Ask any Hawaiian about L&L Hawaiian Barbecue, a fast-food chain ubiquitous on the islands and the West Coast, and they can likely tell you about its traditional plate lunches complete with heaping scoops of macaroni salad. What they might not know is the company has more than 200 franchise locations, gross sales of $96 million, and some 2,500 employees, about half of whom were born in America. They may also not be aware that the CEO, Eddie Flores, Jr., was born in Hong Kong and credits his success to American public education.
Flores was born in Hong Kong, where the highly competitive school system often edges out children as they age. Flores, a daydreamer labeled “learning disabled,” was twice held back. “If I had to stay in Hong Kong,” he says, “I never would have finished high school.”
It’s also unlikely he would have received family financing to foster his entrepreneurial drive. Neither his Chinese mother, nor his father, from the Philippines, had received more than a sixth grade education. They struggled to support seven children.
But Flores’ mother was born in Hawaii, paving the family’s path to America. As a U.S. citizen, her minor children were eligible to apply for citizenship immediately, which Flores did upon arrival, at age 16. In the United States, Flores earned a bachelor’s degree in business from the University of Hawaii and a master’s degree in liberal studies from the University of Oklahoma. “In the United States, they don’t eliminate you,” he says. “In America you have an equal opportunity to strive and succeed.”
In the United States, they don’t eliminate you. In America you have an equal opportunity to strive and succeed.
Flores spent two years learning the loan business at a bank before launching his own real estate firm, where he quickly amassed 12 employees and enough savings to buy his mother out of her cashier job; in 1976 he bought her the L&L Drive Inn, a little Honolulu diner, for $26,000. Thirteen years later, when Flores learned her successor had let friends use the L&L name for free, Flores read up on franchising and re-entered the business full-time. Today, the restaurants operate under the name L&L Hawaiian Barbecue.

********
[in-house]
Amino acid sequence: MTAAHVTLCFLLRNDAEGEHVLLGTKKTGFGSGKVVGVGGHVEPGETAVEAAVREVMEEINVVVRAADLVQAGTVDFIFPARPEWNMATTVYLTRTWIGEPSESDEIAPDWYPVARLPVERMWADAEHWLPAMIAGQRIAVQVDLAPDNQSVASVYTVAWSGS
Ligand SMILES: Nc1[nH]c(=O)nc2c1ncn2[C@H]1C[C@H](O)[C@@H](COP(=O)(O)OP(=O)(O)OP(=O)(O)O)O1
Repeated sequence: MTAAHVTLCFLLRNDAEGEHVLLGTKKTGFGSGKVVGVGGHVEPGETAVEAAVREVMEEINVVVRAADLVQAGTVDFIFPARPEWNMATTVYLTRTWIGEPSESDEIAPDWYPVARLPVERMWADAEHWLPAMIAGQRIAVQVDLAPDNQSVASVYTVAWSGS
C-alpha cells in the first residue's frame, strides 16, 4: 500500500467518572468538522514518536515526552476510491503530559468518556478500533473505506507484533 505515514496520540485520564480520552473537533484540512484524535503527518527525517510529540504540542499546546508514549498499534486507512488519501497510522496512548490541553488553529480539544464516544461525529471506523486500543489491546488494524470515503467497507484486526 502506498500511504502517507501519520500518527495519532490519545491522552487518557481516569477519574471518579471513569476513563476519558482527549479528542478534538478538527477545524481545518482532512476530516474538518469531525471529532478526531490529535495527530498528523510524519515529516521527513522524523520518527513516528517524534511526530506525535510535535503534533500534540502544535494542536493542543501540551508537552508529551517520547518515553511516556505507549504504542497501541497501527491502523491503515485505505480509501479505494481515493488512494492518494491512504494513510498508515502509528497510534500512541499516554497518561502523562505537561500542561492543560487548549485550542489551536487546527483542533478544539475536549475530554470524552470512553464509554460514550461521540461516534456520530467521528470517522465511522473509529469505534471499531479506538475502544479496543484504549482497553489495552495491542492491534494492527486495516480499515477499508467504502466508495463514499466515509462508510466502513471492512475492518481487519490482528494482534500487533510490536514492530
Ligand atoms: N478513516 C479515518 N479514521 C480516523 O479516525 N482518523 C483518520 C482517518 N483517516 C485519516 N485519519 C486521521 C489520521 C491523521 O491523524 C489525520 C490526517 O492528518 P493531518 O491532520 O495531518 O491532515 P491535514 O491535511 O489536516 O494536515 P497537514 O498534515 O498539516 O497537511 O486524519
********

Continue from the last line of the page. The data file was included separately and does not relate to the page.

About half of L&L’s franchise owners are immigrants, many of them former employees. Each restaurant has 10 to 15 workers. The immigrant-owned franchises almost never fail, “because immigrant families usually have everyone working,” Flores says. “Then they hire people.”
Grateful for the opportunities America gave him, Flores helped fund a $1 million university scholarship endowment, raises money for community causes, and finances loans immigrants need to buy a franchise. “If you go to the bank to borrow money and you cannot speak English and you work in a kitchen, make minimum wage, with no credit history, it’s impossible to get a loan,” he says.
Flores wishes that U.S. Immigration authorities could recognize the same financial opportunities immigrants offer. He has overseas investors who want to start an L&L franchise in the States but who can’t get a tourist visa to scout the site, even though they don’t intend to stay and would hire American workers.
“They’d be creating American jobs,” Flores says. “For people who legitimately want to invest, we should make it easier.”